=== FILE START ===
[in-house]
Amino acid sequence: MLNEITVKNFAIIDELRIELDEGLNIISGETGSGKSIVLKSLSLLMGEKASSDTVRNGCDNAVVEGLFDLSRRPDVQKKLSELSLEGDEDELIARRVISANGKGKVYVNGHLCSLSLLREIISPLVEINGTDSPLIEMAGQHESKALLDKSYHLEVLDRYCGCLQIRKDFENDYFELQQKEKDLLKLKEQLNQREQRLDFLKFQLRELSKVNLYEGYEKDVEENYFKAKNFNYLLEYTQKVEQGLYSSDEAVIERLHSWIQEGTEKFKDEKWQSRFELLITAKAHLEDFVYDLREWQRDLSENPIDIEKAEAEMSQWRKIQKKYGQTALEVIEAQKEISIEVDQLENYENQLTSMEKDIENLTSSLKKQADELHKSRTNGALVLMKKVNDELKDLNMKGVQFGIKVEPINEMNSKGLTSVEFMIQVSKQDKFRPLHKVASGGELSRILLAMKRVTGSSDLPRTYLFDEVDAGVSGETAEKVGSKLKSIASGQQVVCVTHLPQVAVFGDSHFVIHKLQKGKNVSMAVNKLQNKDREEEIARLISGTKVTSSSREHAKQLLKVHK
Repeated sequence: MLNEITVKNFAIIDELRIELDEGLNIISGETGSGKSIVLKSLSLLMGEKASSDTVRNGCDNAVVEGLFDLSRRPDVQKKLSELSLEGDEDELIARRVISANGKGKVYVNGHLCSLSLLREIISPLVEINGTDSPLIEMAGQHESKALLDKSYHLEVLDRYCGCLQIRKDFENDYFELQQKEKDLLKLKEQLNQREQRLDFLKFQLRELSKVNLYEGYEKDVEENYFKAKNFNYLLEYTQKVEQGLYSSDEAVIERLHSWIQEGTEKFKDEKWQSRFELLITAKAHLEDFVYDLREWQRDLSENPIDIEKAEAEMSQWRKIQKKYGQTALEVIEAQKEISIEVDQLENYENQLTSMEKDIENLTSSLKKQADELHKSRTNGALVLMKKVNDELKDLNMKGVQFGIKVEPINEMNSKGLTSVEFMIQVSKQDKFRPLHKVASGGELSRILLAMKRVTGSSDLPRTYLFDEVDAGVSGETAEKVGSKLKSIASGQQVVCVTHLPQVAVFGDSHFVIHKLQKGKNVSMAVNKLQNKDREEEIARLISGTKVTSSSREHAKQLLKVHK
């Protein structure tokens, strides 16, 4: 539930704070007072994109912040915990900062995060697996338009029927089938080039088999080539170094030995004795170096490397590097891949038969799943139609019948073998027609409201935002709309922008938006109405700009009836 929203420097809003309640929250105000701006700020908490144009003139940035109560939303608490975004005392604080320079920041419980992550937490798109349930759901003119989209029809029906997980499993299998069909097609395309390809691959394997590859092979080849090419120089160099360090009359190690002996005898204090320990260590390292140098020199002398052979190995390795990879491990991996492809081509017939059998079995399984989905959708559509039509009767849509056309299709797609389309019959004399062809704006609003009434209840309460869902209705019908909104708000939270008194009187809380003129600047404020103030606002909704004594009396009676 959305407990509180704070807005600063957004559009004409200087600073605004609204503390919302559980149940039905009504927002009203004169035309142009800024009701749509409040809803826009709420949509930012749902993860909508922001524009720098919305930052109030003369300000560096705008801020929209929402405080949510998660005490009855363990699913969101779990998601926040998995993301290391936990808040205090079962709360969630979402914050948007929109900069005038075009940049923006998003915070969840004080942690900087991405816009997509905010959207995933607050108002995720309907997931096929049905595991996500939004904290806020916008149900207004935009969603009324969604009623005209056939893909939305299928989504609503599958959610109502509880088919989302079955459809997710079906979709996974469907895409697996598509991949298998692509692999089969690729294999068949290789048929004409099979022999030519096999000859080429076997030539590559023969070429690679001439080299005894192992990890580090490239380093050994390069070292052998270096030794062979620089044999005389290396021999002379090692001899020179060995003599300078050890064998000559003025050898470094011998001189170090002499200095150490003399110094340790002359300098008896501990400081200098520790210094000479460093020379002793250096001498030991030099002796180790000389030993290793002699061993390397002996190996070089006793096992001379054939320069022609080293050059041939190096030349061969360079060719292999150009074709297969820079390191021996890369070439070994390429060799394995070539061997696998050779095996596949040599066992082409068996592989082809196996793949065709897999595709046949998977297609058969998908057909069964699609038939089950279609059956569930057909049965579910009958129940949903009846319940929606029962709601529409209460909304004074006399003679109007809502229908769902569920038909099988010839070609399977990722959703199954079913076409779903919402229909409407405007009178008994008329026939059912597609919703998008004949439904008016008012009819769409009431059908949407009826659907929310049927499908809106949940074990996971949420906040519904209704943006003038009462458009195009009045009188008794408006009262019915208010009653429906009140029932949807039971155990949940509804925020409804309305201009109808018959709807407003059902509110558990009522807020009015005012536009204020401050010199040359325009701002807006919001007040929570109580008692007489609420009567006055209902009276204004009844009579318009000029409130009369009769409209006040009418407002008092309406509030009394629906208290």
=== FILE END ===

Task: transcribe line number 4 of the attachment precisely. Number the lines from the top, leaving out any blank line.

């Protein structure tokens, strides 16, 4: 539930704070007072994109912040915990900062995060697996338009029927089938080039088999080539170094030995004795170096490397590097891949038969799943139609019948073998027609409201935002709309922008938006109405700009009836 929203420097809003309640929250105000701006700020908490144009003139940035109560939303608490975004005392604080320079920041419980992550937490798109349930759901003119989209029809029906997980499993299998069909097609395309390809691959394997590859092979080849090419120089160099360090009359190690002996005898204090320990260590390292140098020199002398052979190995390795990879491990991996492809081509017939059998079995399984989905959708559509039509009767849509056309299709797609389309019959004399062809704006609003009434209840309460869902209705019908909104708000939270008194009187809380003129600047404020103030606002909704004594009396009676 959305407990509180704070807005600063957004559009004409200087600073605004609204503390919302559980149940039905009504927002009203004169035309142009800024009701749509409040809803826009709420949509930012749902993860909508922001524009720098919305930052109030003369300000560096705008801020929209929402405080949510998660005490009855363990699913969101779990998601926040998995993301290391936990808040205090079962709360969630979402914050948007929109900069005038075009940049923006998003915070969840004080942690900087991405816009997509905010959207995933607050108002995720309907997931096929049905595991996500939004904290806020916008149900207004935009969603009324969604009623005209056939893909939305299928989504609503599958959610109502509880088919989302079955459809997710079906979709996974469907895409697996598509991949298998692509692999089969690729294999068949290789048929004409099979022999030519096999000859080429076997030539590559023969070429690679001439080299005894192992990890580090490239380093050994390069070292052998270096030794062979620089044999005389290396021999002379090692001899020179060995003599300078050890064998000559003025050898470094011998001189170090002499200095150490003399110094340790002359300098008896501990400081200098520790210094000479460093020379002793250096001498030991030099002796180790000389030993290793002699061993390397002996190996070089006793096992001379054939320069022609080293050059041939190096030349061969360079060719292999150009074709297969820079390191021996890369070439070994390429060799394995070539061997696998050779095996596949040599066992082409068996592989082809196996793949065709897999595709046949998977297609058969998908057909069964699609038939089950279609059956569930057909049965579910009958129940949903009846319940929606029962709601529409209460909304004074006399003679109007809502229908769902569920038909099988010839070609399977990722959703199954079913076409779903919402229909409407405007009178008994008329026939059912597609919703998008004949439904008016008012009819769409009431059908949407009826659907929310049927499908809106949940074990996971949420906040519904209704943006003038009462458009195009009045009188008794408006009262019915208010009653429906009140029932949807039971155990949940509804925020409804309305201009109808018959709807407003059902509110558990009522807020009015005012536009204020401050010199040359325009701002807006919001007040929570109580008692007489609420009567006055209902009276204004009844009579318009000029409130009369009769409209006040009418407002008092309406509030009394629906208290």